Changes & Memories in the Beaches
Love and a family home remains constant over the years
Two childhood friends from Scotland moved to Toronto with their families in the early 1900s. They became sweethearts, married in 1913, and moved into a house on Victoria Park built by the young suitor. On the occasion of their 60th wedding anniversary, the couple shared stories of their early memories in the Beaches (excerpts below).
“On a summer evening we used to watch rabbits come out of the Neville Park Ravine and run across the road to the school’s vegetable garden. The school staff was always very neighbourly and often donated hampers of vegetables to us.
“In the early days we carried water from the household use from a pump in the schoolyard. There was also a windmill ….
“A stream ran through the schoolyard into the Neville Park Ravine. This made the ravine very moist and watercress grew there in such abundance that families would pick it for the Sunday tea….
“In the early days there was still lots of work to be done to our property. We carried away many pails of sand to level off our garden and dumped it in our sloping property in the Ravine. (Later we kept chickens there as it provided an ideal chicken run). At the time there was still lots of poison ivy in the ravine, and people were fearful of being infected….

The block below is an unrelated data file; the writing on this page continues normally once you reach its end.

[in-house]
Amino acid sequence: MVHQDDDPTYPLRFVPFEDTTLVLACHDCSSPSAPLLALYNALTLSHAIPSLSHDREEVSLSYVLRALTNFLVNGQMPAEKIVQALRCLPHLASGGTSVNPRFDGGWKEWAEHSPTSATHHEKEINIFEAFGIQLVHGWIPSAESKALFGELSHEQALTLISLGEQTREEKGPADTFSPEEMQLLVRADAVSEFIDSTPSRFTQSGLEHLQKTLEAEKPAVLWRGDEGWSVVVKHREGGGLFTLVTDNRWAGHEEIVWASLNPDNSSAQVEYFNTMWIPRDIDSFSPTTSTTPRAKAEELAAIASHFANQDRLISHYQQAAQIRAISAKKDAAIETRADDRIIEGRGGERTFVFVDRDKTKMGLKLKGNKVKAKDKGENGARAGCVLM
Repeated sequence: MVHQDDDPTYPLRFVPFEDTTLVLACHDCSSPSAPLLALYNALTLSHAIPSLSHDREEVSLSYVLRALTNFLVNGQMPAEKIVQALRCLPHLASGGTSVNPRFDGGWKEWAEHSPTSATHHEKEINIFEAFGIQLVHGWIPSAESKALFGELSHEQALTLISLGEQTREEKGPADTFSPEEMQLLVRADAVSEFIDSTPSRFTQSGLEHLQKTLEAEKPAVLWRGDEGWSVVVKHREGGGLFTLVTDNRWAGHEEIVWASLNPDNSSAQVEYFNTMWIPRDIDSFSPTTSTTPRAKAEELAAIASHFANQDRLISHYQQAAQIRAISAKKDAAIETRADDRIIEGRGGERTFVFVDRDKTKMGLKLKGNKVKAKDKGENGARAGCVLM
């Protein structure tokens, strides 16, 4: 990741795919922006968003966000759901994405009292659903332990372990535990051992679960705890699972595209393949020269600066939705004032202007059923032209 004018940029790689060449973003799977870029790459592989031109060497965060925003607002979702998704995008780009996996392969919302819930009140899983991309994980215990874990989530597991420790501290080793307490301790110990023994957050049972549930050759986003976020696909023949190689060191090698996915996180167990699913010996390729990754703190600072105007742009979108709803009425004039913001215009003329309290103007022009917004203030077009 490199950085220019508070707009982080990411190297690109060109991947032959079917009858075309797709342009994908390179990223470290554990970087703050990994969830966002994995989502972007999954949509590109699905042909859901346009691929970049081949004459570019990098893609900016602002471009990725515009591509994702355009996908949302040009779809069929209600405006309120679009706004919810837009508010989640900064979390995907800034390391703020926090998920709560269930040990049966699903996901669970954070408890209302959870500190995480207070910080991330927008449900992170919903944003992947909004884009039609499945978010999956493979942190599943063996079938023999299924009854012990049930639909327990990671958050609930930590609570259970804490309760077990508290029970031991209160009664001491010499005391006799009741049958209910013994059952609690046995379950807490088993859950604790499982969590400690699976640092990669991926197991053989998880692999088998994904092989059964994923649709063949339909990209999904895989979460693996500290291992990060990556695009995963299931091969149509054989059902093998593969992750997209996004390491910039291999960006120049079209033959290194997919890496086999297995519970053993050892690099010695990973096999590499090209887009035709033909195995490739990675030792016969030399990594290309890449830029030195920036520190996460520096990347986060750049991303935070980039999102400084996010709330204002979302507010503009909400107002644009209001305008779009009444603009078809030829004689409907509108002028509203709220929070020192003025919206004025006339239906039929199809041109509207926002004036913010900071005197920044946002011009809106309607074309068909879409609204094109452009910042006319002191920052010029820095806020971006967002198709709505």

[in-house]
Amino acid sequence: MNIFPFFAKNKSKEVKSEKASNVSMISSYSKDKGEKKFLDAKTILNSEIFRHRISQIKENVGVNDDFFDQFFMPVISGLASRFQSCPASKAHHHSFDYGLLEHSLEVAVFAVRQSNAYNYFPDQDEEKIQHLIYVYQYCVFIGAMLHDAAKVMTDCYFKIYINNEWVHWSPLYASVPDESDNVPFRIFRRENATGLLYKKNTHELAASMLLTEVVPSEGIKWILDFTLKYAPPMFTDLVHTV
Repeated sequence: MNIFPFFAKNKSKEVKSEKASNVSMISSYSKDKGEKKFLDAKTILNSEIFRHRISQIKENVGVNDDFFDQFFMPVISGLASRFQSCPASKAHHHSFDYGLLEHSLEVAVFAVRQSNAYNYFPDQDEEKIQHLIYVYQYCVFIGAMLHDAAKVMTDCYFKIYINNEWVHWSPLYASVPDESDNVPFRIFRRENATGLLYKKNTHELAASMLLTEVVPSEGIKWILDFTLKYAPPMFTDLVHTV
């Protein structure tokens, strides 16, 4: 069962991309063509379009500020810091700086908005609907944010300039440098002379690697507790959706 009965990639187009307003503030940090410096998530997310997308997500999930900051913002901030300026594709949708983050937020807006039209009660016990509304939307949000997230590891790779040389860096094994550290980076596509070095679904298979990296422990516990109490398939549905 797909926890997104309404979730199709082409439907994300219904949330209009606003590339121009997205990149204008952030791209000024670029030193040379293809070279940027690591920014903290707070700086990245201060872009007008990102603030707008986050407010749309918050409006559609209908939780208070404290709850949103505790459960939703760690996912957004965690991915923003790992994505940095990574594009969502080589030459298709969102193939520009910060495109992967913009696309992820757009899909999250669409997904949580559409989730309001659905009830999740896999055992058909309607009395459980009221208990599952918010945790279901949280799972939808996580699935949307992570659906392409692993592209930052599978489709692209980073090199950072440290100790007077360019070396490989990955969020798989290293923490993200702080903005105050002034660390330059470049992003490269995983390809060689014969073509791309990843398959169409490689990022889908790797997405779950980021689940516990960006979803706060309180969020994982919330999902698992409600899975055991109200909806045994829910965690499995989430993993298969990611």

“In 1914 the entrance to Neville Park Boulevard was cleared. We could look down on the operation from our garden. By November the workmen had reached the crescent end. We often heard the boss shouting at the men for more speed. The cut trees were laid down east and west as a foundation for what is now Neville Park.
“Between McLean and Wineva, south of Queen Street, was an amusement park. A man use to ascend in a balloon every day from the park, and once landed in a tree close to our home. Eventually, the amusement park was moved to Sunnyside in the west end.
From Sixty Years Together Rich With Memories, as originally appeared in Ward 9 Community News, 1973.